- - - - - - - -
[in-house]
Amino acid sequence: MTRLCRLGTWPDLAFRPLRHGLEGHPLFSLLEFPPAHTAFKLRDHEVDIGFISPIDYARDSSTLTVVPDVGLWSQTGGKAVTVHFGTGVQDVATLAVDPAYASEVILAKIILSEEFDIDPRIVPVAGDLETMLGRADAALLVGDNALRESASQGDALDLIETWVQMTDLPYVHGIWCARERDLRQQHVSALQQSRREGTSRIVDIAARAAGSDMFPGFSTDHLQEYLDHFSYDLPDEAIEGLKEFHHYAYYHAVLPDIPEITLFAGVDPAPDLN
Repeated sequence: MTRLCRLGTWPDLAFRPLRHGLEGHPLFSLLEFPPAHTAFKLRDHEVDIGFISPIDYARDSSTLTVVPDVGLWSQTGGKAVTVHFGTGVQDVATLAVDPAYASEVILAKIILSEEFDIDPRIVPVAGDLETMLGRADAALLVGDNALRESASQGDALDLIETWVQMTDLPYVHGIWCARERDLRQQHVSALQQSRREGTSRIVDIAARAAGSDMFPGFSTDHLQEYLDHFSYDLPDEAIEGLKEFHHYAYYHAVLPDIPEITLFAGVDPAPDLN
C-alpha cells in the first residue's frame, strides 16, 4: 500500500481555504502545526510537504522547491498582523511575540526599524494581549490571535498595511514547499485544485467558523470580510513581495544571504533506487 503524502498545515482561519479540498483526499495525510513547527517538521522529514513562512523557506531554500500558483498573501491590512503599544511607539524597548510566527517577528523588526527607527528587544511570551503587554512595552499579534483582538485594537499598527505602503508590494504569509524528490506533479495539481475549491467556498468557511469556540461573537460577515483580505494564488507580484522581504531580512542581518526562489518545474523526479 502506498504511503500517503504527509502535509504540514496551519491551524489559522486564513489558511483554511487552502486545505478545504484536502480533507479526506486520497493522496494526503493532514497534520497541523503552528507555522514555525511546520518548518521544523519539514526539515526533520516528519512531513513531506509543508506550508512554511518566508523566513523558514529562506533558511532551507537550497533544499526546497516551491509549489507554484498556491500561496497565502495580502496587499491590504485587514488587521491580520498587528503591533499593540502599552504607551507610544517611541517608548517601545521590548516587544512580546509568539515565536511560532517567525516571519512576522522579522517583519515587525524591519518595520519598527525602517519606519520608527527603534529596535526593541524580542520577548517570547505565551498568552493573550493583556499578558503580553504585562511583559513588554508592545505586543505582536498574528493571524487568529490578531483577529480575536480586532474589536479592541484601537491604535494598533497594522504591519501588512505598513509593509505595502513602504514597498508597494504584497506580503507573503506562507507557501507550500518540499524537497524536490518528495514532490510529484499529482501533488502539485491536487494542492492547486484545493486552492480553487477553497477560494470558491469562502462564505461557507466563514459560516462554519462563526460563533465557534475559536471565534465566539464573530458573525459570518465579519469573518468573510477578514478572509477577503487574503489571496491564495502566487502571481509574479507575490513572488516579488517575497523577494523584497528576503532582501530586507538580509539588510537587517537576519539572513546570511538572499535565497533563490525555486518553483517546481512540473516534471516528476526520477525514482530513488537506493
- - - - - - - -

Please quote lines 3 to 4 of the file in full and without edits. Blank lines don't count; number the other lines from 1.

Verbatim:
Repeated sequence: MTRLCRLGTWPDLAFRPLRHGLEGHPLFSLLEFPPAHTAFKLRDHEVDIGFISPIDYARDSSTLTVVPDVGLWSQTGGKAVTVHFGTGVQDVATLAVDPAYASEVILAKIILSEEFDIDPRIVPVAGDLETMLGRADAALLVGDNALRESASQGDALDLIETWVQMTDLPYVHGIWCARERDLRQQHVSALQQSRREGTSRIVDIAARAAGSDMFPGFSTDHLQEYLDHFSYDLPDEAIEGLKEFHHYAYYHAVLPDIPEITLFAGVDPAPDLN
C-alpha cells in the first residue's frame, strides 16, 4: 500500500481555504502545526510537504522547491498582523511575540526599524494581549490571535498595511514547499485544485467558523470580510513581495544571504533506487 503524502498545515482561519479540498483526499495525510513547527517538521522529514513562512523557506531554500500558483498573501491590512503599544511607539524597548510566527517577528523588526527607527528587544511570551503587554512595552499579534483582538485594537499598527505602503508590494504569509524528490506533479495539481475549491467556498468557511469556540461573537460577515483580505494564488507580484522581504531580512542581518526562489518545474523526479 502506498504511503500517503504527509502535509504540514496551519491551524489559522486564513489558511483554511487552502486545505478545504484536502480533507479526506486520497493522496494526503493532514497534520497541523503552528507555522514555525511546520518548518521544523519539514526539515526533520516528519512531513513531506509543508506550508512554511518566508523566513523558514529562506533558511532551507537550497533544499526546497516551491509549489507554484498556491500561496497565502495580502496587499491590504485587514488587521491580520498587528503591533499593540502599552504607551507610544517611541517608548517601545521590548516587544512580546509568539515565536511560532517567525516571519512576522522579522517583519515587525524591519518595520519598527525602517519606519520608527527603534529596535526593541524580542520577548517570547505565551498568552493573550493583556499578558503580553504585562511583559513588554508592545505586543505582536498574528493571524487568529490578531483577529480575536480586532474589536479592541484601537491604535494598533497594522504591519501588512505598513509593509505595502513602504514597498508597494504584497506580503507573503506562507507557501507550500518540499524537497524536490518528495514532490510529484499529482501533488502539485491536487494542492492547486484545493486552492480553487477553497477560494470558491469562502462564505461557507466563514459560516462554519462563526460563533465557534475559536471565534465566539464573530458573525459570518465579519469573518468573510477578514478572509477577503487574503489571496491564495502566487502571481509574479507575490513572488516579488517575497523577494523584497528576503532582501530586507538580509539588510537587517537576519539572513546570511538572499535565497533563490525555486518553483517546481512540473516534471516528476526520477525514482530513488537506493